A Grubhub driver’s misclassification win could have a big impact on the gig economy despite the small financial award, plus other joint employment and misclassification cases.
Grubhub. Grubhub driver Raef Lawson was awarded only $65.11 when a US magistrate judge found the delivery company misclassified him as an independent contractor. But the ruling could have a big impact on the gig economy, Bloomberg reported.
Lawson worked as a restaurant delivery driver for Grubhub in Southern California for four months in late 2015 and 2016. He asserted that Grubhub improperly classified him as an independent contractor and therefore violated California’s minimum wage, overtime and employee expense reimbursement laws.
In what was then heralded as the first federal court decision on whether workers in the gig economy are employees, US Magistrate Judge Jacqueline Scott Corley in February 2018 found Lawson to be an independent contractor. The original ruling predated the California Supreme Court’s Dynamex ruling, which redefined employee classification in the state.
Last week, Scott Corley reversed course, finding that Lawson met California’s definition of an employee in several ways, including that his work for the company was “not outside its usual course of business.”
The case’s outcome may determine whether drivers qualify under California’s law to be reimbursed for their personal vehicle expenses and make claims retroactively, Bloomberg reported.
“Raef Lawson is the first gig worker in America to be declared an employee by a court for wage law purposes,” said Shannon Liss-Riordan, the driver’s attorney. Liss-Riordan has brought other independent contractor misclassification lawsuits against gig economy companies.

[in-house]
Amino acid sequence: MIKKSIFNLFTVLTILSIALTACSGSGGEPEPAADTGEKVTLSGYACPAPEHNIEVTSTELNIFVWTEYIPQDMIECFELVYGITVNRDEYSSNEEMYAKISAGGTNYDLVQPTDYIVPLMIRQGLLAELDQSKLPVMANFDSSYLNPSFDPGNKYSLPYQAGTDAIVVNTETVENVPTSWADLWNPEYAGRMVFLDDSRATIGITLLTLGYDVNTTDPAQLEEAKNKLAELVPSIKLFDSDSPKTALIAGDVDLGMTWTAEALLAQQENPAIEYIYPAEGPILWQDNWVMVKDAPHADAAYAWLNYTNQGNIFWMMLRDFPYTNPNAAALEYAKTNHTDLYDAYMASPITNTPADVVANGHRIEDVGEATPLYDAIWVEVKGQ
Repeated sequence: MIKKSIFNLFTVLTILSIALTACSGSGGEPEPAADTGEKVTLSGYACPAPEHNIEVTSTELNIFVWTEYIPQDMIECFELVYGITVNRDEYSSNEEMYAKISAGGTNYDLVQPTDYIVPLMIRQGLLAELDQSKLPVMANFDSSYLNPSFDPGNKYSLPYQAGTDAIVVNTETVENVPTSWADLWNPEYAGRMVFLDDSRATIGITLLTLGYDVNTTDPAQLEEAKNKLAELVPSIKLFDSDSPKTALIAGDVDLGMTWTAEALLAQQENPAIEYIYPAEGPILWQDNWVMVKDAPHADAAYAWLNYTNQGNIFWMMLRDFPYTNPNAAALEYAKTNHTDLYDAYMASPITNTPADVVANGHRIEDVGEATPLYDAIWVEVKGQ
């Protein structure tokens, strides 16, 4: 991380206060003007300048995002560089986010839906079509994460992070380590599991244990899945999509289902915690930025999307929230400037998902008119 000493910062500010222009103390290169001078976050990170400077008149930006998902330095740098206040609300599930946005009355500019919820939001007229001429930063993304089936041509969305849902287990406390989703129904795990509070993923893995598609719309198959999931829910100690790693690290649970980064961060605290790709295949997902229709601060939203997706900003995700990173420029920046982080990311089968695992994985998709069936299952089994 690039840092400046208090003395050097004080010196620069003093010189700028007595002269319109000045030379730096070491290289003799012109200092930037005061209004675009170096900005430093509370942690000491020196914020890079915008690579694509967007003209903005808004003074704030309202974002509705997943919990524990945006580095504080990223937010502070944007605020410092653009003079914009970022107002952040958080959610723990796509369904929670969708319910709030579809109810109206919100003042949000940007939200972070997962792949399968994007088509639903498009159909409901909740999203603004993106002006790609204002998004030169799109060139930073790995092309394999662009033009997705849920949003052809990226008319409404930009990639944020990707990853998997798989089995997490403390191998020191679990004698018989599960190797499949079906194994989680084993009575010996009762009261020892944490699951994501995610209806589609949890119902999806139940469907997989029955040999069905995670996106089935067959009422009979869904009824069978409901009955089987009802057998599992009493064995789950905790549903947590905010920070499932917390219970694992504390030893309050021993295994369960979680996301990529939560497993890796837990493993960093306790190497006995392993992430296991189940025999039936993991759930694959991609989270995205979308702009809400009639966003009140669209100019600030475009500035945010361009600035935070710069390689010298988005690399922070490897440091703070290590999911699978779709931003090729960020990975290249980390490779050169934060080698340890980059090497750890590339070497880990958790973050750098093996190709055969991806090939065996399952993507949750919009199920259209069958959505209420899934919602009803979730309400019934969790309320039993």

Joint employment. The US Department of Labor’s Wage and Hour Division determined two Maryland construction firms were joint employers in an arrangement through which leased workers’ hours would be split between the companies’ records in order to avoid paying overtime. The companies must pay $135,124 in back wages to the 42 workers affected, an equal amount in liquidated damages and $19,522 in civil penalties.
According to a WHD investigation, Jordi Construction provided leased workers to augment Stark Truss Baltimore’s workforce. Once the workers reached 40 hours in a workweek for Jordi Construction at Stark Truss Baltimore’s worksite, they were directed to work additional hours under Stark Truss Baltimore. This arrangement led to the joint employers willfully paying affected employees straight time instead of the required overtime premium for hours worked over 40 in a workweek, a violation of the Fair Labor Standards Act.
Under the FLSA, joint employment applies when an employee is employed by two or more employers such that the employers are responsible, both individually and jointly, for compliance with federal labor laws.
“These employers illegally used their employee lease agreement to intentionally avoid paying overtime wages,” said Wage and Hour Division Assistant District Director Linamarie Martinez in Hyattsville, Maryland. “The division will hold companies accountable when they don’t meet their obligations under the law.”
Misclassification. The DOL alleges that Medi-Wheels of the Palm Beaches Inc. — a company providing non-emergency and emergency medical transportation services to patients in South Florida and Florida’s west coast — misclassified 46 of its drivers as independent contractors and violated minimum wage, overtime and recordkeeping provisions of the Fair Labor Standards Act. The complaint seeks back wages resulting from these violations from June 2020 through Dec. 1, 2022, and for violations continuing after Dec. 1, 2022, through present, for current and former employees listed in the complaint as well as liquidated damages and an injunction against future violations of the FLSA.